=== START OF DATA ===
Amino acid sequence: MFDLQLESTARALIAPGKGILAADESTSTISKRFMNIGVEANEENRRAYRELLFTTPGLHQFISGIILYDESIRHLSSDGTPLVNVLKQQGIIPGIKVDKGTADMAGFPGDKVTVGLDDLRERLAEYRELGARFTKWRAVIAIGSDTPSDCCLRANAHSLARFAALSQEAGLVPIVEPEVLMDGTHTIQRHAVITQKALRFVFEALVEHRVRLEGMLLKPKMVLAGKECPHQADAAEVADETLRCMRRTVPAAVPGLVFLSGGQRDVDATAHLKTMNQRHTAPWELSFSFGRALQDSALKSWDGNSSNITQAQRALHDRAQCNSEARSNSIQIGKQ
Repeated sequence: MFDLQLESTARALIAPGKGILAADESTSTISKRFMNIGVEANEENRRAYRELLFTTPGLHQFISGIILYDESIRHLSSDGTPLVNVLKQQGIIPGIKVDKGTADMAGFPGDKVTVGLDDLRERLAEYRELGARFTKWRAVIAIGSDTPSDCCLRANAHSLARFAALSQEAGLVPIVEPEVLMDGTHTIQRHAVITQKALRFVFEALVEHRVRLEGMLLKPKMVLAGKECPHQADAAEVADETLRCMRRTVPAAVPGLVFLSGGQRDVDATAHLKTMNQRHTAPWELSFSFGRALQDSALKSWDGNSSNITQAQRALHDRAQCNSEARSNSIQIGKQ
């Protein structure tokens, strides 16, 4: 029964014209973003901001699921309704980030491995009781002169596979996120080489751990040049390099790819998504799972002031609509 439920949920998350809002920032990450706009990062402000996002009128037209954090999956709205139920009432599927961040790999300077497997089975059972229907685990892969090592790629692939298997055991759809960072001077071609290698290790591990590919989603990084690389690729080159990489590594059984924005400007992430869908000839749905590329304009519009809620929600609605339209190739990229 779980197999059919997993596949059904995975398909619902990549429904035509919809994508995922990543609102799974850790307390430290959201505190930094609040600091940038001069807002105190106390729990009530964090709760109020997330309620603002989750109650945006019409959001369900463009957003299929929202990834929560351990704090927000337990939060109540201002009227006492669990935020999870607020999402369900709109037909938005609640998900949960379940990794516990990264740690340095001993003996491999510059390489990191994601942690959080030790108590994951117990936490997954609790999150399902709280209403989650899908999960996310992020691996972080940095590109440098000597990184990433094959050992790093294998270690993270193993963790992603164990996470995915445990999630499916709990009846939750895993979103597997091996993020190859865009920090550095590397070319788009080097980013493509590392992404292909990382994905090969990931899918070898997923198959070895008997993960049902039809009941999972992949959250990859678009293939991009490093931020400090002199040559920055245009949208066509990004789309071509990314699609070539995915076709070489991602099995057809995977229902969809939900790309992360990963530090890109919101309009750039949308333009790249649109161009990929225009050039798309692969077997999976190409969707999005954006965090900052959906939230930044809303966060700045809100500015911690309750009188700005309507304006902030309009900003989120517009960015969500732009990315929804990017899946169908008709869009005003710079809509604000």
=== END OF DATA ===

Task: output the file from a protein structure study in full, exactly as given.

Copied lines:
Amino acid sequence: MFDLQLESTARALIAPGKGILAADESTSTISKRFMNIGVEANEENRRAYRELLFTTPGLHQFISGIILYDESIRHLSSDGTPLVNVLKQQGIIPGIKVDKGTADMAGFPGDKVTVGLDDLRERLAEYRELGARFTKWRAVIAIGSDTPSDCCLRANAHSLARFAALSQEAGLVPIVEPEVLMDGTHTIQRHAVITQKALRFVFEALVEHRVRLEGMLLKPKMVLAGKECPHQADAAEVADETLRCMRRTVPAAVPGLVFLSGGQRDVDATAHLKTMNQRHTAPWELSFSFGRALQDSALKSWDGNSSNITQAQRALHDRAQCNSEARSNSIQIGKQ
Repeated sequence: MFDLQLESTARALIAPGKGILAADESTSTISKRFMNIGVEANEENRRAYRELLFTTPGLHQFISGIILYDESIRHLSSDGTPLVNVLKQQGIIPGIKVDKGTADMAGFPGDKVTVGLDDLRERLAEYRELGARFTKWRAVIAIGSDTPSDCCLRANAHSLARFAALSQEAGLVPIVEPEVLMDGTHTIQRHAVITQKALRFVFEALVEHRVRLEGMLLKPKMVLAGKECPHQADAAEVADETLRCMRRTVPAAVPGLVFLSGGQRDVDATAHLKTMNQRHTAPWELSFSFGRALQDSALKSWDGNSSNITQAQRALHDRAQCNSEARSNSIQIGKQ
């Protein structure tokens, strides 16, 4: 029964014209973003901001699921309704980030491995009781002169596979996120080489751990040049390099790819998504799972002031609509 439920949920998350809002920032990450706009990062402000996002009128037209954090999956709205139920009432599927961040790999300077497997089975059972229907685990892969090592790629692939298997055991759809960072001077071609290698290790591990590919989603990084690389690729080159990489590594059984924005400007992430869908000839749905590329304009519009809620929600609605339209190739990229 779980197999059919997993596949059904995975398909619902990549429904035509919809994508995922990543609102799974850790307390430290959201505190930094609040600091940038001069807002105190106390729990009530964090709760109020997330309620603002989750109650945006019409959001369900463009957003299929929202990834929560351990704090927000337990939060109540201002009227006492669990935020999870607020999402369900709109037909938005609640998900949960379940990794516990990264740690340095001993003996491999510059390489990191994601942690959080030790108590994951117990936490997954609790999150399902709280209403989650899908999960996310992020691996972080940095590109440098000597990184990433094959050992790093294998270690993270193993963790992603164990996470995915445990999630499916709990009846939750895993979103597997091996993020190859865009920090550095590397070319788009080097980013493509590392992404292909990382994905090969990931899918070898997923198959070895008997993960049902039809009941999972992949959250990859678009293939991009490093931020400090002199040559920055245009949208066509990004789309071509990314699609070539995915076709070489991602099995057809995977229902969809939900790309992360990963530090890109919101309009750039949308333009790249649109161009990929225009050039798309692969077997999976190409969707999005954006965090900052959906939230930044809303966060700045809100500015911690309750009188700005309507304006902030309009900003989120517009960015969500732009990315929804990017899946169908008709869009005003710079809509604000």